Personally, I like the idea of the 8 team regional.  I think they just need to find locations that draw the largest attendances.  I think St. Paul should always host a regional, no matter what.  They draw so many fans at each NCAA tournament.  If you’re looking for the largest attendances, Minnesota and Mass. are the obvious choices.  Perhaps it would be a disadvantage to other Midwest teams (Michigan teams specifically), but if the NCAA only cares about attendance, this is the most obvious choice.  

  • Guest

    What seems to be missing from this article is an analysis of ticket prices and their impact on the poor regional attendance this year.  In years past, Worcester has drawn very well.  This year, not, even with Maine and BC playing there.  By comparison, Maine/BU Hockey East Quarterfinal game at the Garden drew 13,000+, more than 10,000 of which were Maine fans.  Tickets there were $45, while the regional tix were $96!  That is way way too much, especially in this economy.
     
     

    • Wearendhockey

       I’ve been harping on this fact for a few seasons now.  I paid 20 bucks for each day to the first NCAA regional Notre Dame went to in 2004.  The last one I went to (2009 and in the same place as the first) the tickets were $32.50 each day.  That’s an increase of 62.5%.  Had the price increase been at the same rate as the increase in the CPI over that 5 year period of time the ticket would have cost just around $22 or $23.  Even now it should be around $24-$25.  No one paid that this season anywhere.  More like double that.  More than double in St. Paul.  My guess is if the ticket to the final in St Paul would have gone for $25 bucks, the place may have been packed. 

      The NCAA cannot seriously believe the ticket prices have nothing to do with the meager crowds.  Yet they allow the bidders to charge almost as much as they want.  (I believe a fairly wide ranging floor and ceiling are placed on the bidders) 

      What we all need to know is what the NCAA considers successful.  Do they care only that the entities that bid make money?  It must be happening, because you wouldn’t see the same places bid year after year.  Or do they care about appearances?  Because the appearance at all 4 regionals was less than it could have been.  And since the NCAA is peddling all sorts of tickets to Tampa, I wonder if we don’t have a budding disaster on our hands down there.  If so, we (most of us anyway) may get our wish and see the end of regionals outside of college hockey’s nominal footprint.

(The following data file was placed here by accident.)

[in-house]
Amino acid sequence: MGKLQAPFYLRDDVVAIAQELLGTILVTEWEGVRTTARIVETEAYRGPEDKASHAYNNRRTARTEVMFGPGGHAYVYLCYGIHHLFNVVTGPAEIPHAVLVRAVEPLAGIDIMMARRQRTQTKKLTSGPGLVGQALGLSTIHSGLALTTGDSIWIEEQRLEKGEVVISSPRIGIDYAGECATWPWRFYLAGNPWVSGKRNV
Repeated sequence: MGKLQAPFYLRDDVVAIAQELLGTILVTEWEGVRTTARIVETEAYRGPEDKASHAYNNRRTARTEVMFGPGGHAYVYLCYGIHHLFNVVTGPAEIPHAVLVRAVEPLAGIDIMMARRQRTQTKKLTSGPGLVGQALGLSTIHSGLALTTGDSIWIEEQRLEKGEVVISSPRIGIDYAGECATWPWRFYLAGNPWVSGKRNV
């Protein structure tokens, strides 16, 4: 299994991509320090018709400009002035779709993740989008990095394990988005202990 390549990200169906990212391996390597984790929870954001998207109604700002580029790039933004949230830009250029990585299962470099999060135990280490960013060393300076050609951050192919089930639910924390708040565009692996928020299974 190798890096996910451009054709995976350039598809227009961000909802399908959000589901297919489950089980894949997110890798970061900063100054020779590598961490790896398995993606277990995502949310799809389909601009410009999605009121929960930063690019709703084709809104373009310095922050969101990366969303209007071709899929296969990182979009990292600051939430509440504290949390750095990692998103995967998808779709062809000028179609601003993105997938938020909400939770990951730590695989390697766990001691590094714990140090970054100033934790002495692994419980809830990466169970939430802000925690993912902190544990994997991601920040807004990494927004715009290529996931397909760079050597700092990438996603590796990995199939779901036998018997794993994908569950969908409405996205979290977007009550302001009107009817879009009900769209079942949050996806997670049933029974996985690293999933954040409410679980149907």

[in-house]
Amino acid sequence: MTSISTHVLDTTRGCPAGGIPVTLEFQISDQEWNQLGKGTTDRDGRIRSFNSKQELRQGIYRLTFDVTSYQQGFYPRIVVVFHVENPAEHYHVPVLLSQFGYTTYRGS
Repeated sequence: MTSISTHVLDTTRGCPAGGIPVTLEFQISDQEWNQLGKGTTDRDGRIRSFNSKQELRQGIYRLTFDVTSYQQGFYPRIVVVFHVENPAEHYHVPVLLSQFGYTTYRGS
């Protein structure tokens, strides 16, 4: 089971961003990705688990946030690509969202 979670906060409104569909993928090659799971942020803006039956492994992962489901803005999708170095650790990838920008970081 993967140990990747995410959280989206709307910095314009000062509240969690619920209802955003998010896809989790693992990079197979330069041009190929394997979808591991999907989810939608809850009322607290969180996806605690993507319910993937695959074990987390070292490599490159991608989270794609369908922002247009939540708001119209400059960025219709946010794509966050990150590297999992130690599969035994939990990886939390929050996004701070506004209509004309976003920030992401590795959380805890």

• Irish Spectre

    I like the idea expressed by others of having regular hockey hotspot sites for both the regionals and the Frozen Four.  …been saying this for years.

    Another thing that I’ve always said is that the two-week delay between the regionals and the Frozen Four is just stupid, and causes some degree of fan fatigue, I believe.  The NCAA should ride the basketball wave and have its semis on the Friday night of the same weekend, and the finals on that Sunday night, sandwiched with the basketball tournament.  I actually think that hockey would then draw some of the same massive basketball attention.

  • Anaheim Ducks fan

    Add Chris Wagner to the list of early departures. 

  • Mfurta15

    The regionals should be on college campuses …. this year BC , Michigan, North Dakota and Miami should have hosted the games,  thye  have been sold out and exciting , Union’s rink is to small …. for 2 years in a row Green Bay has really looked awful and I doubt  there  were over 3k fans , maybe total for all 3 nights….The time is Now For Change , Like Starman said , write a letter to NCAA and make your voice be heard for whatever you stand for ….. PLEASE !!!!!!      

    • Badger Bill